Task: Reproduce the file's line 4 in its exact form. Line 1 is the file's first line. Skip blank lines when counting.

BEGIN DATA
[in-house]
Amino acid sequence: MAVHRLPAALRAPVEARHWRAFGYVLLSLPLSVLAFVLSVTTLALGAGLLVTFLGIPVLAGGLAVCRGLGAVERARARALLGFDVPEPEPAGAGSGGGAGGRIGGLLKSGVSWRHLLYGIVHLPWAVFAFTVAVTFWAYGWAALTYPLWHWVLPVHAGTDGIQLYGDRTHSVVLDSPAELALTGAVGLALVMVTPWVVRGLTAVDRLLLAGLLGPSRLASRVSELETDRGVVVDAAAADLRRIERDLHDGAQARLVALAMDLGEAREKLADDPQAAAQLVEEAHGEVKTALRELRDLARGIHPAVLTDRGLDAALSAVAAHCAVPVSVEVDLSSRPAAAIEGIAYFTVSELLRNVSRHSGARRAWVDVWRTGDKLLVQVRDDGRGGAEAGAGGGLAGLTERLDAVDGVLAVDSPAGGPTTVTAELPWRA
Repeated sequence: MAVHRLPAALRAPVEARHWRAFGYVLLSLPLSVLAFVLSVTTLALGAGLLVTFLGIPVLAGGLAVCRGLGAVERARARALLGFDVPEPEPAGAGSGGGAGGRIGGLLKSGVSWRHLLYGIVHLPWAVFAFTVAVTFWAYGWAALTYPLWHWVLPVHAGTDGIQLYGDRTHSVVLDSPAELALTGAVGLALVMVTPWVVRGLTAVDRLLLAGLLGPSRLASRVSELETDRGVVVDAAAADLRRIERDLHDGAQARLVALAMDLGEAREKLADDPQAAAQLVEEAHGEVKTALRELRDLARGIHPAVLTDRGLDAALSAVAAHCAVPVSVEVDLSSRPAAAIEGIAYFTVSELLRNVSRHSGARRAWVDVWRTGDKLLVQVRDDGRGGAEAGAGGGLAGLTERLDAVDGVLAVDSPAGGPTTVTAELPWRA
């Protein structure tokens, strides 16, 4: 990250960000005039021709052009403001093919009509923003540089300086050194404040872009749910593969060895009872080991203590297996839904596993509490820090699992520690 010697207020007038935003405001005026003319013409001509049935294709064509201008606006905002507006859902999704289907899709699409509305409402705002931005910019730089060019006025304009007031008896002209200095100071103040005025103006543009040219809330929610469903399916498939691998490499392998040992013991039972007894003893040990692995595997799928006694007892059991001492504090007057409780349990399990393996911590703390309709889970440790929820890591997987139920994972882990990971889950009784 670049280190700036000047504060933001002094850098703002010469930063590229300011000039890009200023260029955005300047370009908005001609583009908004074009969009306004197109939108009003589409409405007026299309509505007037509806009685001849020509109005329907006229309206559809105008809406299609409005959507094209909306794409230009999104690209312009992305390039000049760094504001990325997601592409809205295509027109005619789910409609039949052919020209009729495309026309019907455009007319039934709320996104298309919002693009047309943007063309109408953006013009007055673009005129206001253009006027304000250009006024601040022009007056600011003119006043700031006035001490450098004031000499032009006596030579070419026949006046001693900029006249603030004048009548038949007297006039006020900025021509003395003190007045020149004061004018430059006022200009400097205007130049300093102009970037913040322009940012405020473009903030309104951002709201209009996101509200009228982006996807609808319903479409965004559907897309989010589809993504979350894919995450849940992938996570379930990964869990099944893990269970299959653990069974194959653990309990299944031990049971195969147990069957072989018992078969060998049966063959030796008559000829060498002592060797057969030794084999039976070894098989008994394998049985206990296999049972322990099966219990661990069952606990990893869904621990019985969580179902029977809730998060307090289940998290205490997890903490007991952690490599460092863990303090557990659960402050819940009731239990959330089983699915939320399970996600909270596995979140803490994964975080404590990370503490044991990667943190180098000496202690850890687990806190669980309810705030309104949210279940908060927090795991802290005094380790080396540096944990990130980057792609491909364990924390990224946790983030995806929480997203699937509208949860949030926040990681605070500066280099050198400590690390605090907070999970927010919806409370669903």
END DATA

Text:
């Protein structure tokens, strides 16, 4: 990250960000005039021709052009403001093919009509923003540089300086050194404040872009749910593969060895009872080991203590297996839904596993509490820090699992520690 010697207020007038935003405001005026003319013409001509049935294709064509201008606006905002507006859902999704289907899709699409509305409402705002931005910019730089060019006025304009007031008896002209200095100071103040005025103006543009040219809330929610469903399916498939691998490499392998040992013991039972007894003893040990692995595997799928006694007892059991001492504090007057409780349990399990393996911590703390309709889970440790929820890591997987139920994972882990990971889950009784 670049280190700036000047504060933001002094850098703002010469930063590229300011000039890009200023260029955005300047370009908005001609583009908004074009969009306004197109939108009003589409409405007026299309509505007037509806009685001849020509109005329907006229309206559809105008809406299609409005959507094209909306794409230009999104690209312009992305390039000049760094504001990325997601592409809205295509027109005619789910409609039949052919020209009729495309026309019907455009007319039934709320996104298309919002693009047309943007063309109408953006013009007055673009005129206001253009006027304000250009006024601040022009007056600011003119006043700031006035001490450098004031000499032009006596030579070419026949006046001693900029006249603030004048009548038949007297006039006020900025021509003395003190007045020149004061004018430059006022200009400097205007130049300093102009970037913040322009940012405020473009903030309104951002709201209009996101509200009228982006996807609808319903479409965004559907897309989010589809993504979350894919995450849940992938996570379930990964869990099944893990269970299959653990069974194959653990309990299944031990049971195969147990069957072989018992078969060998049966063959030796008559000829060498002592060797057969030794084999039976070894098989008994394998049985206990296999049972322990099966219990661990069952606990990893869904621990019985969580179902029977809730998060307090289940998290205490997890903490007991952690490599460092863990303090557990659960402050819940009731239990959330089983699915939320399970996600909270596995979140803490994964975080404590990370503490044991990667943190180098000496202690850890687990806190669980309810705030309104949210279940908060927090795991802290005094380790080396540096944990990130980057792609491909364990924390990224946790983030995806929480997203699937509208949860949030926040990681605070500066280099050198400590690390605090907070999970927010919806409370669903």